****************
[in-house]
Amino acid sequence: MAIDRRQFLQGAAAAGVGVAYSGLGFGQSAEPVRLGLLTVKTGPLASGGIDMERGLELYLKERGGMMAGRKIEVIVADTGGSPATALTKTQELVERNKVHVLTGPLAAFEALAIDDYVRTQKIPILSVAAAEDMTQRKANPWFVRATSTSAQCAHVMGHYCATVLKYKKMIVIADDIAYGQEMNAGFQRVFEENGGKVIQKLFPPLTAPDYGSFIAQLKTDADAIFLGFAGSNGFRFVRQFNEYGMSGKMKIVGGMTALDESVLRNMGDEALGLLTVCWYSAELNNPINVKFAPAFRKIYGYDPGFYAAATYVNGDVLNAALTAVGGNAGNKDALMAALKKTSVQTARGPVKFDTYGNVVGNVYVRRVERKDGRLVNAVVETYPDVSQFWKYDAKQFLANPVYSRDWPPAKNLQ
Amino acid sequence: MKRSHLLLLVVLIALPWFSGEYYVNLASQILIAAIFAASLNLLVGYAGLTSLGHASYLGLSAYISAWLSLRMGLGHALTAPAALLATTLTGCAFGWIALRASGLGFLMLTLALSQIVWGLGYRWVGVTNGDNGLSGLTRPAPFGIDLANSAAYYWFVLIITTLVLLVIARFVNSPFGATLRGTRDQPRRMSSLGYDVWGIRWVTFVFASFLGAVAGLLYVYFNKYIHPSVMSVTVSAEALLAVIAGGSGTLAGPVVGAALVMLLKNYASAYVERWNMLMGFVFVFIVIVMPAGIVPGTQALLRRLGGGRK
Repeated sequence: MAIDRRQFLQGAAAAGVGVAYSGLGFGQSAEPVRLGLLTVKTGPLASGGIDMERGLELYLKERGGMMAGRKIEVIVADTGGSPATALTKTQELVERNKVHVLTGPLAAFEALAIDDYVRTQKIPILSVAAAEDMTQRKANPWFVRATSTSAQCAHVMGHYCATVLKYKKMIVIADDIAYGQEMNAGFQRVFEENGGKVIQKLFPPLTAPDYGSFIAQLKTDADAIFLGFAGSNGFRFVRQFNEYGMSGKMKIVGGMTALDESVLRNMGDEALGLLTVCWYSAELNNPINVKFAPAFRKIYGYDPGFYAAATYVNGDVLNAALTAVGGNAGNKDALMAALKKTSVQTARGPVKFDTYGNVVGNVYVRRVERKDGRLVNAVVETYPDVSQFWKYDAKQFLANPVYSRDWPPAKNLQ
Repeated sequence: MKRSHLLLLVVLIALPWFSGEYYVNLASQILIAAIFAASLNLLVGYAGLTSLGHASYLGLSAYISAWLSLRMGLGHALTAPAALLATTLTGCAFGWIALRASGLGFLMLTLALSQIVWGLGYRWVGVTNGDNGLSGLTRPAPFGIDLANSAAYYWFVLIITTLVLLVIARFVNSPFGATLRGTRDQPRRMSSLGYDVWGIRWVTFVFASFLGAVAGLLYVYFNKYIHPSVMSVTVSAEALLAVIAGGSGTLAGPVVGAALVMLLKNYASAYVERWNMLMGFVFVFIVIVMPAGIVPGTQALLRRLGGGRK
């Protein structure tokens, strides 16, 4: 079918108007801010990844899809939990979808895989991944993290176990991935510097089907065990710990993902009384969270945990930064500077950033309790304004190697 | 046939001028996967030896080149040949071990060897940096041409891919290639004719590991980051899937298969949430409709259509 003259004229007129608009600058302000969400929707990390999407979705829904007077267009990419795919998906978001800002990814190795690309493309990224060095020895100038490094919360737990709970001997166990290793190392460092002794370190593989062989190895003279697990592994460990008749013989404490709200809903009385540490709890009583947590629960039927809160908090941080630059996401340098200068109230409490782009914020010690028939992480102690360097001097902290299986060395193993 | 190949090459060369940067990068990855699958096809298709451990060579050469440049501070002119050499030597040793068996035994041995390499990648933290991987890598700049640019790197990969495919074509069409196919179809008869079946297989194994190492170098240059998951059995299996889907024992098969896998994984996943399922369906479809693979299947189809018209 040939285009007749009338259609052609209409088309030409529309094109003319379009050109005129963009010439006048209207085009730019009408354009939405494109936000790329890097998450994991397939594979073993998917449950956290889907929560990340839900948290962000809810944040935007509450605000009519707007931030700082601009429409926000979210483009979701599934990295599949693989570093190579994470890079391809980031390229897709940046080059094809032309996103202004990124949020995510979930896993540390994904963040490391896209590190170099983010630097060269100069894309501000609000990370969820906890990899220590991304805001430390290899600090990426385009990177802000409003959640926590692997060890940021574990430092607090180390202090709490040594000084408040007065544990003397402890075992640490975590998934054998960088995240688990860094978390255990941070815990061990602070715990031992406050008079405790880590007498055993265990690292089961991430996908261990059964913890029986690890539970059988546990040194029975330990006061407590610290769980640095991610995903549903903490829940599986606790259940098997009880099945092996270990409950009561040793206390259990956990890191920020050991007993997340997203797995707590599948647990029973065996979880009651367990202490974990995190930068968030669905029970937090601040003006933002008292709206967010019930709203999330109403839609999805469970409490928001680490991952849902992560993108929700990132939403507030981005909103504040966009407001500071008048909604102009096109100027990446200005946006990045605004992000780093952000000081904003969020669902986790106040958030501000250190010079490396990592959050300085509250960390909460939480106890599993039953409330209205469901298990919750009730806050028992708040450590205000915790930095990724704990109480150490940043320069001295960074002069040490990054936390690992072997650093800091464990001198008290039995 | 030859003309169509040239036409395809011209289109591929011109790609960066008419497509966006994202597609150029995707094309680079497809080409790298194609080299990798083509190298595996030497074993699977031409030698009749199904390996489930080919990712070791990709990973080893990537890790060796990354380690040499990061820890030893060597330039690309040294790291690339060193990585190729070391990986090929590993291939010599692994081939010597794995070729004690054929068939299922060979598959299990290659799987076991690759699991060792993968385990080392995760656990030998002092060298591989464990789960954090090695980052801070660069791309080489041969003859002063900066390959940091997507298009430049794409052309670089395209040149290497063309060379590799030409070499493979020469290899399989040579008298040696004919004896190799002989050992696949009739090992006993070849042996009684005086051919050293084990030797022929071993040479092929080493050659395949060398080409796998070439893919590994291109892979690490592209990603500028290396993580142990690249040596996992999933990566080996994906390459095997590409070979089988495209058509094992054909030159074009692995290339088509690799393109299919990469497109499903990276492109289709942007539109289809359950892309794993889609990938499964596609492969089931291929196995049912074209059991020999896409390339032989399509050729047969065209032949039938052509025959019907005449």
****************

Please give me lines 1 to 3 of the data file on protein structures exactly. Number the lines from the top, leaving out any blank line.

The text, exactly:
[in-house]
Amino acid sequence: MAIDRRQFLQGAAAAGVGVAYSGLGFGQSAEPVRLGLLTVKTGPLASGGIDMERGLELYLKERGGMMAGRKIEVIVADTGGSPATALTKTQELVERNKVHVLTGPLAAFEALAIDDYVRTQKIPILSVAAAEDMTQRKANPWFVRATSTSAQCAHVMGHYCATVLKYKKMIVIADDIAYGQEMNAGFQRVFEENGGKVIQKLFPPLTAPDYGSFIAQLKTDADAIFLGFAGSNGFRFVRQFNEYGMSGKMKIVGGMTALDESVLRNMGDEALGLLTVCWYSAELNNPINVKFAPAFRKIYGYDPGFYAAATYVNGDVLNAALTAVGGNAGNKDALMAALKKTSVQTARGPVKFDTYGNVVGNVYVRRVERKDGRLVNAVVETYPDVSQFWKYDAKQFLANPVYSRDWPPAKNLQ
Amino acid sequence: MKRSHLLLLVVLIALPWFSGEYYVNLASQILIAAIFAASLNLLVGYAGLTSLGHASYLGLSAYISAWLSLRMGLGHALTAPAALLATTLTGCAFGWIALRASGLGFLMLTLALSQIVWGLGYRWVGVTNGDNGLSGLTRPAPFGIDLANSAAYYWFVLIITTLVLLVIARFVNSPFGATLRGTRDQPRRMSSLGYDVWGIRWVTFVFASFLGAVAGLLYVYFNKYIHPSVMSVTVSAEALLAVIAGGSGTLAGPVVGAALVMLLKNYASAYVERWNMLMGFVFVFIVIVMPAGIVPGTQALLRRLGGGRK